3 Decisions Every Great IEP Team Needs to Make (Ep 135)

I've got 3 decisions that every great IEP team needs to make. I can guarantee that these 3 decisions can completely change the atmosphere at an IEP meeting, it can change the future of a child who has an IEP.

It takes A LOT of work to get a child's educational plan in place - it's no wonder special education parents and teachers are so tired! So let me give you 3 things that aren't going to add pressure onto your list, they're actually going to simplify what can happen next! So let's jump in...


The IEP team needs to prioritize what goes into the IEP. Some of you just went, "duh", but you need to hear it again: NOT EVERYTHING CAN FIT IN AN IEP! Children are only in school for so many hours, so there's a limited amount of time to accomplish our goals. Make the decision to prioritize by taking in multiple data points and multiple perspectives. For example, the parent input statement has to be magnified in the process because the parent perspective is so very important- they're the ones making decisions long-term!

Pair the parent input with the current data and the school's curriculum obligations, we can start to prioritize what is going to have a domino effect. What is going in this IEP to maximize the child's time in the school day and have the most benefit so that skills can become building blocks for the next skill. You have to accept that not everything can go in the IEP right now, but we can prioritize for future skills as well.

Develop an Accountability Plan

To have a great IEP team, you need an accountability plan as well. Ever walked out of an IEP meeting like, "That went great, but what do I do now? Who's in charge of that part of the plan?" Teachers, this is for you too! Everyone at the IEP table should know what their role is, what is expected of them, what their next steps should be, and also what others are accountable for! Take the time at your next IEP meeting to not only decide on the plan, but write it down!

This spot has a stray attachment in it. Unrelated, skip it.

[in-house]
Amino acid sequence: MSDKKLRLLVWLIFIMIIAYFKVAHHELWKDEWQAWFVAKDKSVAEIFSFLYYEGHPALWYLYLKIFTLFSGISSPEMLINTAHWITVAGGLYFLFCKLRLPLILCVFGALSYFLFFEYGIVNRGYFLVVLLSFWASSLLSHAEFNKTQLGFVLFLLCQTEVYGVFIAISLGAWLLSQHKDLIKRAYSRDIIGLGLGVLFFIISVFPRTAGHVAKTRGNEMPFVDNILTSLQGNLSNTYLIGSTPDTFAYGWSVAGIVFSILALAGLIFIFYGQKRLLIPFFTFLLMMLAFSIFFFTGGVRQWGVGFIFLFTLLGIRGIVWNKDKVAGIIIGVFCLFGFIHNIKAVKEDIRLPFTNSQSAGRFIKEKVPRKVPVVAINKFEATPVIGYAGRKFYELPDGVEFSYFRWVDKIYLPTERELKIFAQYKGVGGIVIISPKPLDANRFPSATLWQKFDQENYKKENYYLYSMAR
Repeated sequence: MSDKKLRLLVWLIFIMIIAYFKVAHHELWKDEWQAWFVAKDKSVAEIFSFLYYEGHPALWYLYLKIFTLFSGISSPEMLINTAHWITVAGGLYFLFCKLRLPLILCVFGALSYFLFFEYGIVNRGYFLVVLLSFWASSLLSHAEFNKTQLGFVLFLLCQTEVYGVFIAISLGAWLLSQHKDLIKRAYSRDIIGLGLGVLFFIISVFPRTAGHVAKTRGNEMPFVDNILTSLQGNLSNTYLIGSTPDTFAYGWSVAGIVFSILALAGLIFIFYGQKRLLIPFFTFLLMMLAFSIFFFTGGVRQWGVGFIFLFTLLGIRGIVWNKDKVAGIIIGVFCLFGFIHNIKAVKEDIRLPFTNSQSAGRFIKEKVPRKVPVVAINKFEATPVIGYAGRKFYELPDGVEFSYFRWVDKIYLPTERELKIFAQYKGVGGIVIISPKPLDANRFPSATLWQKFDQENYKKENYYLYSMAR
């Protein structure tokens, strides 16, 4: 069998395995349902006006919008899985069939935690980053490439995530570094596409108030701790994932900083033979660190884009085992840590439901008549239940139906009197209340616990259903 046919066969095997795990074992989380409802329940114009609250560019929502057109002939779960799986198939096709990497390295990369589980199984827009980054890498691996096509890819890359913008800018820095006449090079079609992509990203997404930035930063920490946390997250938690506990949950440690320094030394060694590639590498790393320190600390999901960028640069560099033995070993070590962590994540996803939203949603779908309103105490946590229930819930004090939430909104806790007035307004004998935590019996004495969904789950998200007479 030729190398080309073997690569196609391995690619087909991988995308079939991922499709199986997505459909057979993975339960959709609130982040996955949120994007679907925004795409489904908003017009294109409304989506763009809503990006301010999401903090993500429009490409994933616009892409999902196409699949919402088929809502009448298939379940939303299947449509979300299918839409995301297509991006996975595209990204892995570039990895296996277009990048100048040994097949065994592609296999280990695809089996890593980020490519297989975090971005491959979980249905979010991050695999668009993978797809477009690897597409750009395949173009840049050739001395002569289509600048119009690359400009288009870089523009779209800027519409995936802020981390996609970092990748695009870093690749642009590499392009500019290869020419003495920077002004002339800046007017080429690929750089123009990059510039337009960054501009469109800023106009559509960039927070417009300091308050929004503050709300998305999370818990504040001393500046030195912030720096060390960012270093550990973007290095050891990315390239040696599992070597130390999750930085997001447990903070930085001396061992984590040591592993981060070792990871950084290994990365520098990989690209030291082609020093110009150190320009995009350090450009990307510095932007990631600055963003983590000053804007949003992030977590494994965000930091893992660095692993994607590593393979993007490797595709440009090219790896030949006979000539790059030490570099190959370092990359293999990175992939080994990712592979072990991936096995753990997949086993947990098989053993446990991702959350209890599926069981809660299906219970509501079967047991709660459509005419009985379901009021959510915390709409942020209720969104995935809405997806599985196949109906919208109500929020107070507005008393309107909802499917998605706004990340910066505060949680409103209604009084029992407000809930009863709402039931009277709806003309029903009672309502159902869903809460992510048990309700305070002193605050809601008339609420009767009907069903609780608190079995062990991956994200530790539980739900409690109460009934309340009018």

Report Early and Often

Everyone makes a decision to report to each other early and often. Don't wait until the progress report, the end of year review, or the deadline to communicate with other members of your team what is happening in the IEP and in the child's school day. Come to a decision with your team members about how and when to report positive feedback, constructive criticism, data for the IEP goal. This isn't just a check-in; set aside time to have a formal conversation with the team outside of the pressure of an annual meeting. I know, you're thinking, "But that's so much more work!" Nope. Purposely creating these formal conversations more often with your team will actually take things off your plate in the long-run!

If you're actively adding these 3 steps into your IEP team's relationship, it'll be a game-changer for your student's future!


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